Andrew Preskey

Finalist 2017, The Magic of the Matinee


'I must have looked a right mess.  I’d had a shower at the pithead, of course, but we were working unusual shifts to get the new equipment bedded in, which meant I didn’t have time to go home and change.  Not that we had many different outfits to change into in those days – work clothes, overalls, one set of casuals and Sunday best.' The Magic of the Matinee

Often, without even realising, I fall back on the old adage, “Write about what you know”.  My parents started their professional lives as teachers in a small mining village in Derbyshire; a number of their friends and relatives worked in the local pit.  Drawing upon these recollections provided me with the initial setting for The Magic of the Matinee, a story about love being stronger than Alzheimer’s – and the other stresses that life may place upon it.



The wet and windy Isle-of-Wight winters have made me an avid and eclectic reader.  I blame an excellent local coffee shop for the fact that I’m also now a published and prize-winning short-story writer!

In 2017 I was appointed Creative Writing Practitioner by Independent Arts, a wonderful organisation that aims to help improve the health and wellbeing of people facing disadvantage or social exclusion.  This was also the year that I reached the final seven in The Scottish Arts Club Short Story Competition, a highlight of my writing career to date.

I share my love of writing with my daughter, Natasha, a young London-based journalist.  Encouraged by her and also by friends who are best-selling crime writers, I have overcome my natural Luddite tendencies to develop the blog,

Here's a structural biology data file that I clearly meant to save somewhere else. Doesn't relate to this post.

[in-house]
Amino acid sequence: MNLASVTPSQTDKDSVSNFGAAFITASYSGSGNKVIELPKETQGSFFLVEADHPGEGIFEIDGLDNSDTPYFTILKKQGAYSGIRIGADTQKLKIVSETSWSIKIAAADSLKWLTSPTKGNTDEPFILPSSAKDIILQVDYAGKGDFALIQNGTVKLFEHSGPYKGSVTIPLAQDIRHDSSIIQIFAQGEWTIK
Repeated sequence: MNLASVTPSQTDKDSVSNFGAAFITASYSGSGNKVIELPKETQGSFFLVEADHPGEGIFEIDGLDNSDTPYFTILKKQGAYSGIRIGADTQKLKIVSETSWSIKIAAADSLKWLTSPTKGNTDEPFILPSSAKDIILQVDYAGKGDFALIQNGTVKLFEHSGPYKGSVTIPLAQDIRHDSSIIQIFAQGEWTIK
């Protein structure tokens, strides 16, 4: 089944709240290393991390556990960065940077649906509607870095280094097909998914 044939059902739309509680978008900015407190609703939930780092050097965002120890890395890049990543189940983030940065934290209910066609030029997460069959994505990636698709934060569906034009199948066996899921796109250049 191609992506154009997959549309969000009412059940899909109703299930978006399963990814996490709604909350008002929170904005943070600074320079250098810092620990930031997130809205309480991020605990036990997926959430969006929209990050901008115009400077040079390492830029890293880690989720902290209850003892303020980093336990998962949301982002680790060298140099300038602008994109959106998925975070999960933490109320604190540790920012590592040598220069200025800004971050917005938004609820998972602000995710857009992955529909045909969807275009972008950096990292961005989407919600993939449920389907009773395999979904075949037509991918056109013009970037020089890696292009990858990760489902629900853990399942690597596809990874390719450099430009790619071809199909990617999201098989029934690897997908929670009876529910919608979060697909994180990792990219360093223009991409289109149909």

Writing Life

Inspirational place

 Photo by Island Echo/

Photo by Island Echo/

I blame J K Rowling, myself.  Like so many of my fellow writers, these days much of my output seems to start life in a local coffee shop.  Yes, it may be an example of that ubiquitous chain but another well-worn saying comes to mind, one about not judging books by their covers.  A convivial atmosphere, friendly baristas, coffee to die for – who wouldn’t feel like putting pen to paper?

In Redefining Normal, I finally created a short story that I’m happy to have written.  So, now, I’m trying something a little longer, taking encouragement from the example of folk like Mary Wesley.  She proved that a successful first novel can be achieved even by those joining the creative throng a little later in life.  Rather aptly, mine’s called The Season of Second Chances.  I’ll let you know how I get on…